Elon Musk is known for dreaming big when it comes to technology, but more importantly he’s known for making his dreams a reality. Co-founder of both PayPal and electric-car manufacturer Tesla Motors, Musk has even expanded into space, making history as CEO of the world’s first privately held company to send supplies to the International Space Station.
Now Musk has said that the “alpha design” for his latest project, the Hyperloop, will be revealed by August 12, adding that “critical feedback for improvements would be much appreciated”.
The Hyperloop has previously been described as a “fifth form” of transportation as well as “a cross between a Concorde, a rail gun, and an air hockey table”. Musk claims that the system would be able to travel the 380 miles between Los Angeles and San Francisco in just 30 minutes, beating the bullet train planned to link the two cities, which would make the same trip in just under three hours.
Musk first discussed the Hyperloop in July last year during an interview with PandoDaily:
“This system I have in mind, how would you like something that can never crash, is immune to weather, it goes three or four times faster than the bullet train… it goes an average speed of twice what an aircraft would do."
He later described the power-system for the Hyperloop as self-sustaining via solar energy, generating more power than it consumed in day-to-day use. “There’s a way to store the power so it would run 24/7 without using batteries. Yes, this is possible, absolutely.”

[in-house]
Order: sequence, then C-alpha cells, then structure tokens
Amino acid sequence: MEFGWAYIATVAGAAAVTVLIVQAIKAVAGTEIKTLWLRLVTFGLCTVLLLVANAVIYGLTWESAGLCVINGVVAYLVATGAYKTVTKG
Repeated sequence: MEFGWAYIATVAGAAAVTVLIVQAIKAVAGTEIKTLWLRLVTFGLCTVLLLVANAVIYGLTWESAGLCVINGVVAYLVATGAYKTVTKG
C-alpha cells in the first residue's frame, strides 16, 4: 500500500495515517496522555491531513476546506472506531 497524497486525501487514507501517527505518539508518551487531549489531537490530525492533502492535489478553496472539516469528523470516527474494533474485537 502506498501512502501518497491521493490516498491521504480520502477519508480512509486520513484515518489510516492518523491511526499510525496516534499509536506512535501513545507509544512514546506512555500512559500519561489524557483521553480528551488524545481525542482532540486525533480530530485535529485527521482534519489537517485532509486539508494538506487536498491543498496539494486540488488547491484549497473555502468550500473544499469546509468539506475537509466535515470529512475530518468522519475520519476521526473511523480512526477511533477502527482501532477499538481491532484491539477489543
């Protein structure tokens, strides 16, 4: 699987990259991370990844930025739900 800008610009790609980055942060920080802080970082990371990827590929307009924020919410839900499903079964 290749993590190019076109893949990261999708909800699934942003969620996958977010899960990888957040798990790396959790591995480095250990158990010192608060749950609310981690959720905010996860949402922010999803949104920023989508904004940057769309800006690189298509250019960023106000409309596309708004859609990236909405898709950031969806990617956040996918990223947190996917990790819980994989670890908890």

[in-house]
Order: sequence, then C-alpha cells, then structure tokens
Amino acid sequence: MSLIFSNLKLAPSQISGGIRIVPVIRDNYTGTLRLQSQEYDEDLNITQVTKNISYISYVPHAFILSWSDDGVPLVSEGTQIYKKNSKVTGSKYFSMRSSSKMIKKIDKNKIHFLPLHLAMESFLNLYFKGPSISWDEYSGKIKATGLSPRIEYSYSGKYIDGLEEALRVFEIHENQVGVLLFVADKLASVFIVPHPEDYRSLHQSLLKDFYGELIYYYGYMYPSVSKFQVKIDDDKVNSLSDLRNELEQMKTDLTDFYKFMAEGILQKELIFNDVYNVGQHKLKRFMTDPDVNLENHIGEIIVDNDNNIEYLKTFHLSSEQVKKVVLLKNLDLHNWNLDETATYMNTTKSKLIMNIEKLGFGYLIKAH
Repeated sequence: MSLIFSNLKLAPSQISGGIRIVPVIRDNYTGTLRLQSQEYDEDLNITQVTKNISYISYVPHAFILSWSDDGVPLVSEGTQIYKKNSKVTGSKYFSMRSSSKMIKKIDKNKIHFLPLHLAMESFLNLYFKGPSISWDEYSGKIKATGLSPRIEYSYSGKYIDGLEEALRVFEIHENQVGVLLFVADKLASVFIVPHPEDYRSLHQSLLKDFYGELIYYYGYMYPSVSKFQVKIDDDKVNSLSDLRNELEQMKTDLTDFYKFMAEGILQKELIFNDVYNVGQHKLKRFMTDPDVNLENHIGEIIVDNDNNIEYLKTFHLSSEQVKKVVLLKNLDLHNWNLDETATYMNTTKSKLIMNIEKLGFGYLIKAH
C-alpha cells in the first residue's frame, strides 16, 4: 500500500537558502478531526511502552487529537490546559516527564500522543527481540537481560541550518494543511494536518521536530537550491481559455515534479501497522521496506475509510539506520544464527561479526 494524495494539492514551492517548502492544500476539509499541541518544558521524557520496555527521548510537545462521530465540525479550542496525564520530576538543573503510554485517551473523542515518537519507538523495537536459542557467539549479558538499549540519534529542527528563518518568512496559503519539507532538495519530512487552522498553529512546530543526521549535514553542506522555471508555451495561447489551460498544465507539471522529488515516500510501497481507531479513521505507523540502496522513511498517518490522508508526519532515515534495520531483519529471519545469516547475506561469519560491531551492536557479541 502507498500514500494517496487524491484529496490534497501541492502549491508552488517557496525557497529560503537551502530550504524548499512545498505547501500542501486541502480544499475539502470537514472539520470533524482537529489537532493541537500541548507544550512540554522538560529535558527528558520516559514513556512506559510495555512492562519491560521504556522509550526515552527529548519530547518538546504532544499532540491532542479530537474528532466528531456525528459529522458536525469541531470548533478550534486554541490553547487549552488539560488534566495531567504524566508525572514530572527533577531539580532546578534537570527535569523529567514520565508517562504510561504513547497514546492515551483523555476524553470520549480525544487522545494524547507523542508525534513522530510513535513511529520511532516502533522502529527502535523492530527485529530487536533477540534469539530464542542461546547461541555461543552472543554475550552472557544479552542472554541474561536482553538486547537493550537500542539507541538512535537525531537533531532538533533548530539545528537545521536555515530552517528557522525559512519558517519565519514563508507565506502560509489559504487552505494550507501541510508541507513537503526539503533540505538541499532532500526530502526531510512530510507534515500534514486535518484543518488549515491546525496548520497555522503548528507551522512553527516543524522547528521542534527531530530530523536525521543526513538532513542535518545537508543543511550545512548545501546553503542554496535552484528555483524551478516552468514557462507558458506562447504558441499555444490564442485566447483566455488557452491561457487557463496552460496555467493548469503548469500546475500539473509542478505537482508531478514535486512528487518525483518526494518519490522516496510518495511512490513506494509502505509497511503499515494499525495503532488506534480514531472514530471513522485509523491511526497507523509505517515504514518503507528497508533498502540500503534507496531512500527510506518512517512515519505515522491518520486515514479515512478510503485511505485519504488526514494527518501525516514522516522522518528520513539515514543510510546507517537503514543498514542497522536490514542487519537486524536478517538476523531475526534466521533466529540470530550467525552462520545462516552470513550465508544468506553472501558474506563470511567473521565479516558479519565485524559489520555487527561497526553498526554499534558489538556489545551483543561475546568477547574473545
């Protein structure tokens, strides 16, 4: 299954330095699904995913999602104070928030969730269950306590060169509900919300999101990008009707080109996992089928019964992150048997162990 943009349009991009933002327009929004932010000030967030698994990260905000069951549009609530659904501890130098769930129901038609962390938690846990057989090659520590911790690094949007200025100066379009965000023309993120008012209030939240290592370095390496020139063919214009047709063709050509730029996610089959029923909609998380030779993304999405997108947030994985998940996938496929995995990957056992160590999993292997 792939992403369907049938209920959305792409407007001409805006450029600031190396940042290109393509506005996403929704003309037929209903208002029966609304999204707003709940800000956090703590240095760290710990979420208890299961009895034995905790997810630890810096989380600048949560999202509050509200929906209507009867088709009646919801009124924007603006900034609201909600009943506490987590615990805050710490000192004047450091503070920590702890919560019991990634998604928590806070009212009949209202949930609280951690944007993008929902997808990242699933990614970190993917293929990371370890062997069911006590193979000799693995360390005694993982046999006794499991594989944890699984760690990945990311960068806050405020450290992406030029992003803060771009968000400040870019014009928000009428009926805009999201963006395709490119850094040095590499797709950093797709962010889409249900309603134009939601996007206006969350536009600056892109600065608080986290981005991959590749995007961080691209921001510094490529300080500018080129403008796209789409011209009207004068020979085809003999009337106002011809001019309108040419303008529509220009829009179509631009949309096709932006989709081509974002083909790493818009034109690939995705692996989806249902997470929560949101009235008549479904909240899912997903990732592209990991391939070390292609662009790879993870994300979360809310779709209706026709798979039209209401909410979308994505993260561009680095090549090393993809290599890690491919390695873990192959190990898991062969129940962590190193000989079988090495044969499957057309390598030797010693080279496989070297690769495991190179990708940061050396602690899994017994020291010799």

More details of the system were revealed as Musk took to Twitter today to field questions from the public. He said that he would be publishing plans for the Hyperloop as open source; that it would be safe to use in earthquake-prone areas, and that he would be happy to work with partners on the project, rather than seek to commercialise it himself.
He specified that any hypothetical partners “must truly share philosophical goal of breakthrough tech done fast & w/o wasting money on BS.”
Musk’s track-record with SpaceX and Tesla Motors have proven that he is capable of realising projects that others would consider impossible, but some wonder if the Hyperloop system is a step too far.
The decision to release the plans publicly seems designed to counter such scepticism. The “alpha design” for the Hyperloop will doubtless be scrutinized by engineers and technicians the world over - surviving such an ordeal could bring it one step closer to reality.